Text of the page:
Illegal structures: paradox of rule of law
By Imtiaz Gul
Express Tribune, Dec 15, 2011
In the maze of issues, most Pakistani politicians lose sight of some matters that are fundamental to the rule of law. The construction of illegal structures, such as mosques and seminaries, in the name of Islam, offer a pressing example of apathy towards one such issue.
Consider the presence of as many as 83 illegally constructed mosques and seminaries in Islamabad alone. This is the result of a combination of political expedience, poor law enforcement by the police and the city administration, as well as the wilful use of public spaces by politically affiliated religious groups, which occupy the land and construct illegally without permission from the city administration. The pattern is more or less the same all over Pakistan.
This also reminds us of the Lal Masjid crisis in 2007, which was largely rooted in the government’s campaign against illegal constructions of religious structures. The campaign triggered a massive reaction, which resulted in the Lal Masjid violence. The government eventually backed off and the issue effectively went into hibernation.
The ministry of interior provides mosques and seminaries in Islamabad — including the illegal ones — with walk-through gates, along with at least two police officials for security. An official of the ministry said that as many as 50 mosques, including shrines, have been provided with walk-through gates because officials say this is part of their primary responsibility.
Moreover, the police, according to officials, are not supposed to check whether these mosques or seminaries were constructed with the permission of the Islamabad Capital Territory. The Capital Development Authority (CDA) says it is “difficult for them to keep a check on mosques as this was a sensitive issue. A number of mosque administrators — who usually represent the Jamiat Ulema-i-Islam — have gone on to claim official lands to extend their facilities or put up new structures.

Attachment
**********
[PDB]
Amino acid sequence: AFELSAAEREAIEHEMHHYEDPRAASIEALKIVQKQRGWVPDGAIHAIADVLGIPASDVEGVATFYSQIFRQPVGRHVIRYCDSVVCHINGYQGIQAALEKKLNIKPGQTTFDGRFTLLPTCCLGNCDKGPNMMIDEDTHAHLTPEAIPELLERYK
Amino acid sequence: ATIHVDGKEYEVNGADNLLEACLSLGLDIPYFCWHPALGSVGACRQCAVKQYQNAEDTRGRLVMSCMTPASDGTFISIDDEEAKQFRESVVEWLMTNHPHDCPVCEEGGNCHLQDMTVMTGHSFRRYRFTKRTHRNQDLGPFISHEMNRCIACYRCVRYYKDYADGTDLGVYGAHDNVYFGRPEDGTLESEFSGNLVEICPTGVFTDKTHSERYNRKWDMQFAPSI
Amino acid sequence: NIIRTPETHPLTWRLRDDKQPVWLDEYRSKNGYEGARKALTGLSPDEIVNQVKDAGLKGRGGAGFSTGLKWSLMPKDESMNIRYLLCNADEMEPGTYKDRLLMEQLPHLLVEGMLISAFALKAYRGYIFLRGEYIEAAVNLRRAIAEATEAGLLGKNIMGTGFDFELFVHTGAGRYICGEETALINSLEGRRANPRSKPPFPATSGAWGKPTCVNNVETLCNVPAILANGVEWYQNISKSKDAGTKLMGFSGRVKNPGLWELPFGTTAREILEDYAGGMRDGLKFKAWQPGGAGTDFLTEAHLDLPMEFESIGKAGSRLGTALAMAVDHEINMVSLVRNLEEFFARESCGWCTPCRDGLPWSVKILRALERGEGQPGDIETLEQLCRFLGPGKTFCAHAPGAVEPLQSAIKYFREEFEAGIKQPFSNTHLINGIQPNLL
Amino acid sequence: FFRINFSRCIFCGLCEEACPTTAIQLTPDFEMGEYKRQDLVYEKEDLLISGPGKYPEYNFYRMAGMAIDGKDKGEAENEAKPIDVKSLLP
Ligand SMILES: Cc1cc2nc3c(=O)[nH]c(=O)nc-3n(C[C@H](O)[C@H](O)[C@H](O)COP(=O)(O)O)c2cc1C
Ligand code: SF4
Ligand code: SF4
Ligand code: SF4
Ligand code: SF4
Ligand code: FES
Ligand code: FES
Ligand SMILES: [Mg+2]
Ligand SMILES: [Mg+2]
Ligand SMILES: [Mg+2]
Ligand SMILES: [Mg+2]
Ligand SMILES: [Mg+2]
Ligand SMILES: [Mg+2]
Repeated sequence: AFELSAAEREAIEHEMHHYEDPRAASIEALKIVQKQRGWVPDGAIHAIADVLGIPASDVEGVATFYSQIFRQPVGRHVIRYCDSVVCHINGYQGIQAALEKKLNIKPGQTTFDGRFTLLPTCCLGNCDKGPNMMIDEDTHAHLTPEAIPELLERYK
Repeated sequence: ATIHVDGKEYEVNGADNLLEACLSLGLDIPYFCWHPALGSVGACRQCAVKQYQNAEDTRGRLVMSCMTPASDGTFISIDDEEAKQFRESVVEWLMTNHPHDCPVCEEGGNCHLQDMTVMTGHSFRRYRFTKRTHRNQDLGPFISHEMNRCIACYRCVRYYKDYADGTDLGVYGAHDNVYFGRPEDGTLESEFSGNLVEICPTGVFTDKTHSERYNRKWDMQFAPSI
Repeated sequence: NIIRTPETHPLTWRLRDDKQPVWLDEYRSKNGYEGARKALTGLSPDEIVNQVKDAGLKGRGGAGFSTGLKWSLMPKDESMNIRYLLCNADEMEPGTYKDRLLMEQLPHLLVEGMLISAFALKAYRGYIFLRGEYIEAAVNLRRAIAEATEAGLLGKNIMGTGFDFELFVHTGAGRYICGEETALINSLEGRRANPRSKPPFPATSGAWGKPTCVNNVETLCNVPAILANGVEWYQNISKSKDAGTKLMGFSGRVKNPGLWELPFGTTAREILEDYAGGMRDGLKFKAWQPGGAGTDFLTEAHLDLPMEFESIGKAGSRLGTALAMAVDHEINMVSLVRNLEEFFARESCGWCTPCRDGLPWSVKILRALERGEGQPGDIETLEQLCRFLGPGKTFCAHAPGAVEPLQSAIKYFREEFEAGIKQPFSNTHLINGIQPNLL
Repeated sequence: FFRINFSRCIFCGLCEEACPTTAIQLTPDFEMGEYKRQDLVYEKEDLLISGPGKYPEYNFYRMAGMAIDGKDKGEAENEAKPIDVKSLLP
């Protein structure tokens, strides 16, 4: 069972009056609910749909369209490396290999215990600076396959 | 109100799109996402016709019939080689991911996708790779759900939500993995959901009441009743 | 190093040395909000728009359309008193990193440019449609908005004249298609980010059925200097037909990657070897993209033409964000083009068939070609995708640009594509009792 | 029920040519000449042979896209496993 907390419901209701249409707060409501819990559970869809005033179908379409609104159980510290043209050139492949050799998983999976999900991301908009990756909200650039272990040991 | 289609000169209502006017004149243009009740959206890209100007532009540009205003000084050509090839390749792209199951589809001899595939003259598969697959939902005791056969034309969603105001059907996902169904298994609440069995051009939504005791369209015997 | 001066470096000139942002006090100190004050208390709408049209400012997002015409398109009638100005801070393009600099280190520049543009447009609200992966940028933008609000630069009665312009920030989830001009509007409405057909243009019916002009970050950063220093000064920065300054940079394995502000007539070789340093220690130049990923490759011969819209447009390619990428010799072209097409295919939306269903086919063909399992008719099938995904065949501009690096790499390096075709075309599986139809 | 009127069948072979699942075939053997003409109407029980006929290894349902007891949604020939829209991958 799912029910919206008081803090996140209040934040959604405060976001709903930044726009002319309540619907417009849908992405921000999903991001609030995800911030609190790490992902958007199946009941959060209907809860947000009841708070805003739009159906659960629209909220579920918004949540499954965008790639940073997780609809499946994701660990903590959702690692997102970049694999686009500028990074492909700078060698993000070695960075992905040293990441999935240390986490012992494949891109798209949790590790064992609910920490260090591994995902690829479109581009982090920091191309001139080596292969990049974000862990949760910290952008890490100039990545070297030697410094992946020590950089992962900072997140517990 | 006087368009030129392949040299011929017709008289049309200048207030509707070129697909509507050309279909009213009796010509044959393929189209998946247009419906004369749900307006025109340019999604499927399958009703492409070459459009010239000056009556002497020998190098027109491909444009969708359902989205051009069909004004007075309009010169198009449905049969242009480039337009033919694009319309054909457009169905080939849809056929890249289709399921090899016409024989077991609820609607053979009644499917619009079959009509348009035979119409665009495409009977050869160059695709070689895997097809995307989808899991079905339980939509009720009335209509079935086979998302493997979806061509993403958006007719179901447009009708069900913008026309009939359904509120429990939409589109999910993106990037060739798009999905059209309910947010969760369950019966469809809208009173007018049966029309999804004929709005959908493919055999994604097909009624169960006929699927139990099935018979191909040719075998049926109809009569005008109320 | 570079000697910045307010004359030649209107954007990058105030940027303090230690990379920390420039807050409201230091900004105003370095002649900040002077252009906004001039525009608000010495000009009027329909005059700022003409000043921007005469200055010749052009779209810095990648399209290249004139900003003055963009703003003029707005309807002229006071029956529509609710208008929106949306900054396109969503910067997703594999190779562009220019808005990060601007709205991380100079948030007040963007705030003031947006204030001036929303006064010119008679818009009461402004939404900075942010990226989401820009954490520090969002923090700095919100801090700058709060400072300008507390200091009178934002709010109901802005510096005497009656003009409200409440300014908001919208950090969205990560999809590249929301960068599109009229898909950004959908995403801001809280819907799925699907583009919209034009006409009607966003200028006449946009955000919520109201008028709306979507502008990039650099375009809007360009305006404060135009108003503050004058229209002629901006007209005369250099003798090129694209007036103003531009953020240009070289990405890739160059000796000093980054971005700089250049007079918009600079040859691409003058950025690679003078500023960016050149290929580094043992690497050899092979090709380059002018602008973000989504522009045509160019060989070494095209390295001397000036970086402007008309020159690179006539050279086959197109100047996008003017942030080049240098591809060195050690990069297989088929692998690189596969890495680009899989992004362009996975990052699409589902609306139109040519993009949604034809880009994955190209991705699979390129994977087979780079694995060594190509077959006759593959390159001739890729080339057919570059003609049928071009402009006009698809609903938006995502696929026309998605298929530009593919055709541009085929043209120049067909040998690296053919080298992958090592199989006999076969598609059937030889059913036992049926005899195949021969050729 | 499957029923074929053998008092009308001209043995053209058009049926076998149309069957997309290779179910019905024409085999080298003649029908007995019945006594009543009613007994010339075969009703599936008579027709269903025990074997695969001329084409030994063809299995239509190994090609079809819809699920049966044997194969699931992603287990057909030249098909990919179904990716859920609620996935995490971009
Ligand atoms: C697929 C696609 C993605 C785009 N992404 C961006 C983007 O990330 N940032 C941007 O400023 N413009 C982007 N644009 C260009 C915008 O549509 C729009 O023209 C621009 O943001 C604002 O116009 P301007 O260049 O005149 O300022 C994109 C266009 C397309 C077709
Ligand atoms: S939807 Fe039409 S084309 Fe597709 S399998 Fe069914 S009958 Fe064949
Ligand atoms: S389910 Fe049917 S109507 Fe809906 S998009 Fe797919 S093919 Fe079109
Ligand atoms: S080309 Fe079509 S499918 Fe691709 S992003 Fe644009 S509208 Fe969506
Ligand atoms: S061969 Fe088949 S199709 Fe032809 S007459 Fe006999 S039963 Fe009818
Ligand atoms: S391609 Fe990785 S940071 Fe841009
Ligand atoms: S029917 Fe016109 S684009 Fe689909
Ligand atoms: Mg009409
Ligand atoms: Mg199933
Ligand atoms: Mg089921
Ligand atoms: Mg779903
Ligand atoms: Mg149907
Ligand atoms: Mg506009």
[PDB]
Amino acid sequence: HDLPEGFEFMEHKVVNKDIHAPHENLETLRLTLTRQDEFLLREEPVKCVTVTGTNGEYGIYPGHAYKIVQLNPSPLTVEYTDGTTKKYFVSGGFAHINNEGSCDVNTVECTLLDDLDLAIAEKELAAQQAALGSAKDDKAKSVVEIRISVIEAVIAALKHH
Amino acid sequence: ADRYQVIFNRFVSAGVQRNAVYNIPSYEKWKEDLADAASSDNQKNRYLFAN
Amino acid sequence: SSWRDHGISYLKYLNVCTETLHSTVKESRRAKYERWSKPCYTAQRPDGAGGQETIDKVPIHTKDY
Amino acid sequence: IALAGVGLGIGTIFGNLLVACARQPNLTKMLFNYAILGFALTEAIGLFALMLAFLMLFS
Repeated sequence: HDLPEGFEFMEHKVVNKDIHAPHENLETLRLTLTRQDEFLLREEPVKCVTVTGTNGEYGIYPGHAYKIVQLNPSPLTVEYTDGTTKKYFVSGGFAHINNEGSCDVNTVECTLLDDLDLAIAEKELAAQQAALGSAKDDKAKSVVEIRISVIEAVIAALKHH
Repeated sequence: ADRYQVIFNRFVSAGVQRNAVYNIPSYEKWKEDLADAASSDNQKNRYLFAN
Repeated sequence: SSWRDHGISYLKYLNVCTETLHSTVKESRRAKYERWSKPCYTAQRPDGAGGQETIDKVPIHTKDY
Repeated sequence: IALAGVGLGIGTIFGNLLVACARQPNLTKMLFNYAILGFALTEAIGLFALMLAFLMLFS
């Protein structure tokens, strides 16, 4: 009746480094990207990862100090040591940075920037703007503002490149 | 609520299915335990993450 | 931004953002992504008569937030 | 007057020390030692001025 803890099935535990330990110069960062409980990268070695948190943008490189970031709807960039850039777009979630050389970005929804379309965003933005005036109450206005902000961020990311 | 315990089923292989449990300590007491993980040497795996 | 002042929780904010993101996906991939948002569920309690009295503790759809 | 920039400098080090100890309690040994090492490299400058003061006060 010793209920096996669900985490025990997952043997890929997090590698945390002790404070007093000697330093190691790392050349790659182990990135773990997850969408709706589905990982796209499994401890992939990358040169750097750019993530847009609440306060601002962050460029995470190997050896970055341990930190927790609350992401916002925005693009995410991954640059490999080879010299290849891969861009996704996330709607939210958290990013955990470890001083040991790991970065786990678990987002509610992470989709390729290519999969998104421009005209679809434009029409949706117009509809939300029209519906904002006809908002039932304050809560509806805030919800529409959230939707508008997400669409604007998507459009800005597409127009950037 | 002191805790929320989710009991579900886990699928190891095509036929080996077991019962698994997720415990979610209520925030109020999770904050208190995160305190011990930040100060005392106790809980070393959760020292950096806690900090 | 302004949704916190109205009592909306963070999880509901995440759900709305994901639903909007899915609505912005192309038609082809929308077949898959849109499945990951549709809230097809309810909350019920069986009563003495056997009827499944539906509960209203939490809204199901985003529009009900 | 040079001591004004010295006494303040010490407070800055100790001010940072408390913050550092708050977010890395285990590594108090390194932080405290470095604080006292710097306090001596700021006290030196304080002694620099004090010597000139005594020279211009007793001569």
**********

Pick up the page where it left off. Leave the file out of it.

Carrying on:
Where is the law and what about the strict regulations that the CDA invokes to penalise residents of Islamabad for alterations or additions to their homes?
Most officials duck under the ruse of mosques and madrassas being a sensitive issue, an attitude that stems from the past, when people like Maulana Abdul Aziz or his brother Abdur Rashid Ghazi (of the Lal Masjid) were important pawns in the games that the security establishment played in and outside the country.
Official sanctions for such persons or the institutions they run — regardless of their legal status — basically contravene the rule of law and this flies in the face of claims to good governance. This paradox stretches beyond the capital itself and is more pronounced in southern Punjab, Karachi, Khyber-Pakhtunkhwa or Fata, where clerics associated with mainstream religio-political parties appropriate barren or state lands to raise structures for mosques or madrassas.
The madrassa reform also fell victim to this paradox within the power structures, which have used appeasement of non-state actors as a tool to preserve the so-called ‘first-line-of defence’. The concept has turned out to not only be ‘broke’ but also disastrous. This has become a huge internal security challenge for the country and it certainly needs to be addressed by taking some of the following measures: a) regularise all illegal structures built in the name of religion b) reject and ban unauthorised construction in the name of mosques or madrassas c) prohibit individual sermons (by certain religio-political groups) at mosques to prevent sectarian divide. Even mosques in Islamabad tend to spread hate against certain beliefs due to the unmonitored speeches of these clerics and d) register madrassas and subject them to national curricula through parliamentary legislation.
Pakistan has plenty to learn from other Muslim countries such as Saudi Arabia, Kuwait, Jordan and Iran, where the state controls religious learning and its dissemination to prevent sectarian disharmony within the society.
Taking down illegal structures might be painful, but the state should launch a process that regularises these mosques and madrassas and delegitimises all unauthorised actions. This constitutes the foundation of the rule of law that we all must uphold.